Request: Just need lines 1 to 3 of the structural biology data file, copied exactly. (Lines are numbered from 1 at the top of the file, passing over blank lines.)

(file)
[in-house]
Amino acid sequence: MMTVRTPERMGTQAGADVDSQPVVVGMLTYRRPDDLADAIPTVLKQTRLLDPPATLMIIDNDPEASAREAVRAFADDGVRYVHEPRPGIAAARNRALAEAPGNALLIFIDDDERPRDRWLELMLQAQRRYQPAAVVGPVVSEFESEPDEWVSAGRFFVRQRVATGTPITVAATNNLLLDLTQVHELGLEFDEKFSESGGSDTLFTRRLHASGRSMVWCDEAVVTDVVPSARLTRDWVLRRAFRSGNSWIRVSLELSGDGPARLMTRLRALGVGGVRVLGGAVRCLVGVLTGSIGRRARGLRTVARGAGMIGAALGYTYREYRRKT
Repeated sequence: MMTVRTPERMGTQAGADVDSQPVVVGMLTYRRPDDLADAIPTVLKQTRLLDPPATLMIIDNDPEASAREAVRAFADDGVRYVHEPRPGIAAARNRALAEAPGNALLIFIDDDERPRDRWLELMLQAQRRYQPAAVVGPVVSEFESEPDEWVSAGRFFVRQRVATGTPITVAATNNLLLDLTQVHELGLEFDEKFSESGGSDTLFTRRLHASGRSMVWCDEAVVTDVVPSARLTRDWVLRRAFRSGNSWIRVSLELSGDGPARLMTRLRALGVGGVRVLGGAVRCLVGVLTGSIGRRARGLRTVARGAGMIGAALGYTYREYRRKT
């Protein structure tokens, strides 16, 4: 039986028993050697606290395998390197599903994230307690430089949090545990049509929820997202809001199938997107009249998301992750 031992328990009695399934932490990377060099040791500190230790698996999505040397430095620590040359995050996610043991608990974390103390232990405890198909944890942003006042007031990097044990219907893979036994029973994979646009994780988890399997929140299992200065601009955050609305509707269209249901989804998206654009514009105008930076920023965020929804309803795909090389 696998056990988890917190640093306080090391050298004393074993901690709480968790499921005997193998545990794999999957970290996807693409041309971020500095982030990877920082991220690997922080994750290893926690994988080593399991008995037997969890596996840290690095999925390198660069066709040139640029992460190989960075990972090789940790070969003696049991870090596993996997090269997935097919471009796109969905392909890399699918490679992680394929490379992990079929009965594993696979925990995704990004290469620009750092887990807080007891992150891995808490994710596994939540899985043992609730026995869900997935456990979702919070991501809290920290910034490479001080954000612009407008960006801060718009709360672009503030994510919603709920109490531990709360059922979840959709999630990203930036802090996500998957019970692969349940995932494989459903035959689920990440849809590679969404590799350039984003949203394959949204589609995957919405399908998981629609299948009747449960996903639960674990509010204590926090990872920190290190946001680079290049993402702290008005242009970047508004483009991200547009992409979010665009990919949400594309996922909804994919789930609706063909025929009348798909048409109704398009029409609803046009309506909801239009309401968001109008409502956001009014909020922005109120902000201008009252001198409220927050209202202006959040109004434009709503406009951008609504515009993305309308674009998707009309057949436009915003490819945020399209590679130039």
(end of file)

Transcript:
[in-house]
Amino acid sequence: MMTVRTPERMGTQAGADVDSQPVVVGMLTYRRPDDLADAIPTVLKQTRLLDPPATLMIIDNDPEASAREAVRAFADDGVRYVHEPRPGIAAARNRALAEAPGNALLIFIDDDERPRDRWLELMLQAQRRYQPAAVVGPVVSEFESEPDEWVSAGRFFVRQRVATGTPITVAATNNLLLDLTQVHELGLEFDEKFSESGGSDTLFTRRLHASGRSMVWCDEAVVTDVVPSARLTRDWVLRRAFRSGNSWIRVSLELSGDGPARLMTRLRALGVGGVRVLGGAVRCLVGVLTGSIGRRARGLRTVARGAGMIGAALGYTYREYRRKT
Repeated sequence: MMTVRTPERMGTQAGADVDSQPVVVGMLTYRRPDDLADAIPTVLKQTRLLDPPATLMIIDNDPEASAREAVRAFADDGVRYVHEPRPGIAAARNRALAEAPGNALLIFIDDDERPRDRWLELMLQAQRRYQPAAVVGPVVSEFESEPDEWVSAGRFFVRQRVATGTPITVAATNNLLLDLTQVHELGLEFDEKFSESGGSDTLFTRRLHASGRSMVWCDEAVVTDVVPSARLTRDWVLRRAFRSGNSWIRVSLELSGDGPARLMTRLRALGVGGVRVLGGAVRCLVGVLTGSIGRRARGLRTVARGAGMIGAALGYTYREYRRKT